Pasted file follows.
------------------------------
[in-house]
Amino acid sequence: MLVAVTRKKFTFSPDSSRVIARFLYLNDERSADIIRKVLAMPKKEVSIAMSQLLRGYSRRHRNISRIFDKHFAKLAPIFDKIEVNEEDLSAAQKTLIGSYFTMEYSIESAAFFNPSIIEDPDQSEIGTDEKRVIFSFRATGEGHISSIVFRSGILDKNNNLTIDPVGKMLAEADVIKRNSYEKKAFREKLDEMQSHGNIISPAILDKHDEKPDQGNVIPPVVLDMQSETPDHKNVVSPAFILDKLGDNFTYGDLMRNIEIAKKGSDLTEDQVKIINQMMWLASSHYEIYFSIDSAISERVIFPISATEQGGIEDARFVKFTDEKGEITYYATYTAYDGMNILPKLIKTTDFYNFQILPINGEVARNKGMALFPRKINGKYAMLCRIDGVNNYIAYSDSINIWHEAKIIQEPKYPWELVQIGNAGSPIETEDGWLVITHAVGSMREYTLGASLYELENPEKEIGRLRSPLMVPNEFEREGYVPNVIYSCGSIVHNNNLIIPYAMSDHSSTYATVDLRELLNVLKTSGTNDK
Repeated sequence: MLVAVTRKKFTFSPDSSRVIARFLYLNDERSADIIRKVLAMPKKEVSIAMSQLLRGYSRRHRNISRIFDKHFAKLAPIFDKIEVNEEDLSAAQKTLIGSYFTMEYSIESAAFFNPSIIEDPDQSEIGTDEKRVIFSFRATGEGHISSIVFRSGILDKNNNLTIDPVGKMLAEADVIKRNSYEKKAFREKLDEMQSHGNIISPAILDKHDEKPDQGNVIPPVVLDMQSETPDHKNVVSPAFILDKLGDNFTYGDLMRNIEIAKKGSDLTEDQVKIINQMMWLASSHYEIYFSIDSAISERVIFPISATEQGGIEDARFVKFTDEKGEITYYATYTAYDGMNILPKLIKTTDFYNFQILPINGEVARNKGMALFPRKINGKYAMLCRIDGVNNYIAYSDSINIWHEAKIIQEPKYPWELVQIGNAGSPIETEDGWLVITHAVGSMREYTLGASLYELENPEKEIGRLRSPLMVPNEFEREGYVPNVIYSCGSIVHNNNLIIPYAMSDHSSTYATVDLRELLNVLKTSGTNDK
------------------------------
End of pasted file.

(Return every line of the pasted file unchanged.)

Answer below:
[in-house]
Amino acid sequence: MLVAVTRKKFTFSPDSSRVIARFLYLNDERSADIIRKVLAMPKKEVSIAMSQLLRGYSRRHRNISRIFDKHFAKLAPIFDKIEVNEEDLSAAQKTLIGSYFTMEYSIESAAFFNPSIIEDPDQSEIGTDEKRVIFSFRATGEGHISSIVFRSGILDKNNNLTIDPVGKMLAEADVIKRNSYEKKAFREKLDEMQSHGNIISPAILDKHDEKPDQGNVIPPVVLDMQSETPDHKNVVSPAFILDKLGDNFTYGDLMRNIEIAKKGSDLTEDQVKIINQMMWLASSHYEIYFSIDSAISERVIFPISATEQGGIEDARFVKFTDEKGEITYYATYTAYDGMNILPKLIKTTDFYNFQILPINGEVARNKGMALFPRKINGKYAMLCRIDGVNNYIAYSDSINIWHEAKIIQEPKYPWELVQIGNAGSPIETEDGWLVITHAVGSMREYTLGASLYELENPEKEIGRLRSPLMVPNEFEREGYVPNVIYSCGSIVHNNNLIIPYAMSDHSSTYATVDLRELLNVLKTSGTNDK
Repeated sequence: MLVAVTRKKFTFSPDSSRVIARFLYLNDERSADIIRKVLAMPKKEVSIAMSQLLRGYSRRHRNISRIFDKHFAKLAPIFDKIEVNEEDLSAAQKTLIGSYFTMEYSIESAAFFNPSIIEDPDQSEIGTDEKRVIFSFRATGEGHISSIVFRSGILDKNNNLTIDPVGKMLAEADVIKRNSYEKKAFREKLDEMQSHGNIISPAILDKHDEKPDQGNVIPPVVLDMQSETPDHKNVVSPAFILDKLGDNFTYGDLMRNIEIAKKGSDLTEDQVKIINQMMWLASSHYEIYFSIDSAISERVIFPISATEQGGIEDARFVKFTDEKGEITYYATYTAYDGMNILPKLIKTTDFYNFQILPINGEVARNKGMALFPRKINGKYAMLCRIDGVNNYIAYSDSINIWHEAKIIQEPKYPWELVQIGNAGSPIETEDGWLVITHAVGSMREYTLGASLYELENPEKEIGRLRSPLMVPNEFEREGYVPNVIYSCGSIVHNNNLIIPYAMSDHSSTYATVDLRELLNVLKTSGTNDK